Got Vermatzah? | Food News | Seven Days | Vermont's Independent Voice

Food + Drink » Food News

Got Vermatzah?

Side Dishes: Naga goes unleavened for Passover

by

comment
foodnews-vermatzah.jpg

Passover is approaching, which means Jewish people everywhere are stocking up on bitter herbs, lamb shanks and matzo. For the second year running, Naga Bakehouse, in the southern Vermont town of Middletown Springs, is making a handmade version of the traditional unleavened bread, and it has little in common with its square Manischewitz cousin.

For one thing, the dimpled, round Vermatzah breads are made by hand with a combination of Vermont wheat from a trio of growers and an ancient heirloom grain called emmer. Emmer, says Naga co-owner Doug Freilich, has a “nice, rich, sort of nutty flavor” and was one of the grains used to make matzoh thousands of years ago.

Even as it experiments with old-fashioned flour, Freilich’s family is using modern technology to sell the results. “It’s our first attempt to use the Internet to let people know what we’re doing,” he explains. Thanks to the web, Vermatzah orders have come in from as far away as California and Montana. “We’ve had quite an interest globally,” Freilich says. “People are really interested in the story of Passover, the awakening of spring.”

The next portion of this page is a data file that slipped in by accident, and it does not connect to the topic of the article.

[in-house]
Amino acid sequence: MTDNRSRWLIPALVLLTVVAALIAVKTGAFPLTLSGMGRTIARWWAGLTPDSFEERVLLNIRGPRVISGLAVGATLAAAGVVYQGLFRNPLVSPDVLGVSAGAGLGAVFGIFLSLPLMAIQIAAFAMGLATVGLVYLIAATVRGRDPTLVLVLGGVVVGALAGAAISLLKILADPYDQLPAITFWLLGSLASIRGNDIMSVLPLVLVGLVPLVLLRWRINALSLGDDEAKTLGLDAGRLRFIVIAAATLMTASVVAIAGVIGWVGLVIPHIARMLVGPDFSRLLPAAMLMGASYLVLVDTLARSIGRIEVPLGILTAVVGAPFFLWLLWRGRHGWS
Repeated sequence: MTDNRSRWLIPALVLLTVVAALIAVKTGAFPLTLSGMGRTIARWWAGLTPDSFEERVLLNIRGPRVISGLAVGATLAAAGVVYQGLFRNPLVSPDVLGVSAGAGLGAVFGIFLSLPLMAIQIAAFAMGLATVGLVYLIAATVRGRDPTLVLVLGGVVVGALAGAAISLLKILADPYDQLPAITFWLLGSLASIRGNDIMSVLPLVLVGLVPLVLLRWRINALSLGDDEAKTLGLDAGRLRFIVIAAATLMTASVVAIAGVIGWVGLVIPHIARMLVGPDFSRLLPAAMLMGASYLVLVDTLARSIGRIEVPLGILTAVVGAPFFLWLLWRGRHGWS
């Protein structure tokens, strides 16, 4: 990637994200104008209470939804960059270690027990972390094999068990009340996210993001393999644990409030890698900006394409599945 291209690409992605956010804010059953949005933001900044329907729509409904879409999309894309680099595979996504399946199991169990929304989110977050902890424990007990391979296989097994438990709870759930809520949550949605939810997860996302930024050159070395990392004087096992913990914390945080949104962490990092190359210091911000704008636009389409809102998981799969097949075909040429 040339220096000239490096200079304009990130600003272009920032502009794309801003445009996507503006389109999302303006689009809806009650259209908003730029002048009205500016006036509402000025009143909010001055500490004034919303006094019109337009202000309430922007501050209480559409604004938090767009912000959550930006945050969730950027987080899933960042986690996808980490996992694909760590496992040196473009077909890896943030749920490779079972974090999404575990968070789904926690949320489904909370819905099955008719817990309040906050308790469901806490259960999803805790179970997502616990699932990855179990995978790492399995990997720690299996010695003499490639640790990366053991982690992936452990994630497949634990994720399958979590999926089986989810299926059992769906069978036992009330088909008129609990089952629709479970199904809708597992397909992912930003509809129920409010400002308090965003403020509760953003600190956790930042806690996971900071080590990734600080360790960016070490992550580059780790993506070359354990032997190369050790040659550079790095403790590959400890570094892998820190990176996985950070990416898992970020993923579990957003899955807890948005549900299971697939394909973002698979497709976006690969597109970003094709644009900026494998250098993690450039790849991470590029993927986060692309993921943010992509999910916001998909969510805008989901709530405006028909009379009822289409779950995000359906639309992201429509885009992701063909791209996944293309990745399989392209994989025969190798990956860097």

Closer to home, boxes of Vermatzah have shown up at many of the state’s co-ops and specialty food stores. They’ll be on sale for $10 a box at the Burlington Winter Farmers Market this Saturday.

“We’re glad it’s a special for a limited amount of time,” says Freilich, “because it’s such a labor of love, and we can hardly keep up [with the orders].”

Add a comment

Seven Days moderates comments in order to ensure a civil environment. Please treat the comments section as you would a town meeting, dinner party or classroom discussion. In other words, keep commenting classy! Read our guidelines...

Note: Comments are limited to 300 words.